Leave a Comment

I've seen all of the Back to the Future movies far, far more times than the average person, and kind of thought I had done all the deep-thinking about the series that anyone possibly could. I can tell you the color of Clara's dress in the final train scene without looking it up. I remember the game that Marty plays with his hands ("That's like a baby's toy!") at Cafe 80s. I remember the song that George McFly dances alone to next to the table at the Enchantment Under the Sea Dance. And I have thought many times over the years that if we could just re-elect Goldie Wilson, he really might be able to follow through on his promises to clean up this town.

And yet, I'm embarrassed that New York Magazine has picked up on something in the Back to the Future series that I never caught-- particularly since it's about the reoccurring newspaper headlines, and after three years of editing my college newspaper I have a special affinity for picking headline sizes. Did you ever noticed how the HIll Valley Telegraph can pick some truly bizarre topics for its giant banner headlines? And how it understands the American Congress really poorly? New York Magazine sure did.

Here's a very brief excerpt, with photos, from their fantastic and fantastically silly piece:

We are introduced to the Telegraph when Marty, having been transported without his knowledge to 1955, sees a headline reporting national news:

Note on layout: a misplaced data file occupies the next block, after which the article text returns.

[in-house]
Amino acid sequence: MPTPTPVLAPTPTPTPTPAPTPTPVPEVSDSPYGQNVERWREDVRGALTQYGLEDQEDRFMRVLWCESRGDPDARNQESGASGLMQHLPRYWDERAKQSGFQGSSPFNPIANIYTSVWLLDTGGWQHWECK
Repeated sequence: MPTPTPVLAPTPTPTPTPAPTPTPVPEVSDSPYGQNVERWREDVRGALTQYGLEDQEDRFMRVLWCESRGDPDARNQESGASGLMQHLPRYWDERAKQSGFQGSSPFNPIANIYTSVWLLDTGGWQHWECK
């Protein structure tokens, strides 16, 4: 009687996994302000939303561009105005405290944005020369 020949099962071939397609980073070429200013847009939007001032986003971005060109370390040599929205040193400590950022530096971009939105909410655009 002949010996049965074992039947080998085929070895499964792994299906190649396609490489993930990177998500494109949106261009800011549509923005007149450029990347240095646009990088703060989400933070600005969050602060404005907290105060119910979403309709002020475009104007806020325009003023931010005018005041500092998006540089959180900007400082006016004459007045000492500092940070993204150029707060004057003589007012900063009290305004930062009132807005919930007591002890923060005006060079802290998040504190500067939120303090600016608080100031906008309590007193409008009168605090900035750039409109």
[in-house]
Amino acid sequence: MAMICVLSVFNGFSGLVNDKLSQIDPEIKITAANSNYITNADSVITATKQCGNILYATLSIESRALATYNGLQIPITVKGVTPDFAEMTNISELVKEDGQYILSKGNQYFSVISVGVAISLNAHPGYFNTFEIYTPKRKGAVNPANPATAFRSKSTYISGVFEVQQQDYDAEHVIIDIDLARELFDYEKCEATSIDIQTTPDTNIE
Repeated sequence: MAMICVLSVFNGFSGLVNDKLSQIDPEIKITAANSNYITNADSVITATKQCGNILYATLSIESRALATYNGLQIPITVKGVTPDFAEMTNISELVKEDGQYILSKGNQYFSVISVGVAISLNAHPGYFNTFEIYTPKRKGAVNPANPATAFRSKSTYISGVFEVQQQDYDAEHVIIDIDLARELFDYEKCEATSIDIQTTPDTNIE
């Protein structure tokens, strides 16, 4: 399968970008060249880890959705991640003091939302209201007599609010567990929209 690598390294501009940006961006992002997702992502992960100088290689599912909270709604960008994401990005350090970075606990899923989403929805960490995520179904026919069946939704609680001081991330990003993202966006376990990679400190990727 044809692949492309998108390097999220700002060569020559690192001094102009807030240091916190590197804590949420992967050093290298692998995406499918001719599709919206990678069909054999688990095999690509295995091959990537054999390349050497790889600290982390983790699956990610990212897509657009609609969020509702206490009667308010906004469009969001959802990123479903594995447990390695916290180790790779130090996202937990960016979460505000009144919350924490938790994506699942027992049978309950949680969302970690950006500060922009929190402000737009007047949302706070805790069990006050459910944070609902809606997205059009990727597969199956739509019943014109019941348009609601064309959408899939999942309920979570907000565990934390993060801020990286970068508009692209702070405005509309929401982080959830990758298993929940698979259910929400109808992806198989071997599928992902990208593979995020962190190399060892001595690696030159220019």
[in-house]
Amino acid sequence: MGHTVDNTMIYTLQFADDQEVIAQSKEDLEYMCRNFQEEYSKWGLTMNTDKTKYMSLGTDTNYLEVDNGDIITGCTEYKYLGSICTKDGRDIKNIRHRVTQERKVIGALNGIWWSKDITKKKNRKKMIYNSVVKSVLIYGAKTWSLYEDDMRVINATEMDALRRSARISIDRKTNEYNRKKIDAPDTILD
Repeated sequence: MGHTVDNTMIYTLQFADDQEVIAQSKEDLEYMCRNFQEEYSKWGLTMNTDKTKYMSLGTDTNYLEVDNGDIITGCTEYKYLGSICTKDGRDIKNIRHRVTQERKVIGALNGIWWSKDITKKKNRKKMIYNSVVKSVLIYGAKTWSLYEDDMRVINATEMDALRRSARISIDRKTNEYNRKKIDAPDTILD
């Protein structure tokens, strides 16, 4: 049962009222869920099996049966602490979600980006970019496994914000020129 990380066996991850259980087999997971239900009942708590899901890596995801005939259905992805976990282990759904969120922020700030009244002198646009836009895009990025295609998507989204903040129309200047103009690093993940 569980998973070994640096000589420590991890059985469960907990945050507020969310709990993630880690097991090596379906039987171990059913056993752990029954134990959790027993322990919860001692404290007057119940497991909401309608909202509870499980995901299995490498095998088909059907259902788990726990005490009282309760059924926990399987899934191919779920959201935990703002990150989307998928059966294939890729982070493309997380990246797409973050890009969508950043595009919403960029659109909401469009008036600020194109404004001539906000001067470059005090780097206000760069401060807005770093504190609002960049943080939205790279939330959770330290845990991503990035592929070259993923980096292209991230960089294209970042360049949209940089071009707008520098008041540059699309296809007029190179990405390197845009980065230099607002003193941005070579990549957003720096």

Marty is struck by the oddness of it because, despite having driven what he knows is a time machine, he has not figured out that it’s 1955. But the headline is useful because it establishes that the Telegraph is not merely a local paper — it reports on national news, albeit in a vague and uninformative fashion. A president can’t veto a “Senate bill,” he can only veto a bill that’s been passed by both houses. It’s not clear why a veto would merit a banner headline — normally reserved for declarations of war, presidential election, or assassinations and the like — but if it did, you would think the subject of the bill would make it somewhere into the headline.

The Telegraph’s strong (if not informed) interest in Washington legislative arcana makes it all the more striking that it proceeds to devote banner headlines to relatively minor developments impacting private citizens in the town, including a house fire:

A lightning strike:

And the presumably insane ranting of a local farmer:

Like I said, it's extremely silly, and ignores the logical explanation of the giant headlines existing for the sake of the audience, making it instantly easy to read what the headlines say and keeping you up to date on the many events in Hill Valley's history. But if you're a big Back to the Future nerd like me, trying to understand the editorial board of the Hill Valley Telegraph is just the natural next step in fandom.

For more deep reads on the paper of record in Hill Valley, including their coverage of Bill Tannen's gambling career, click here.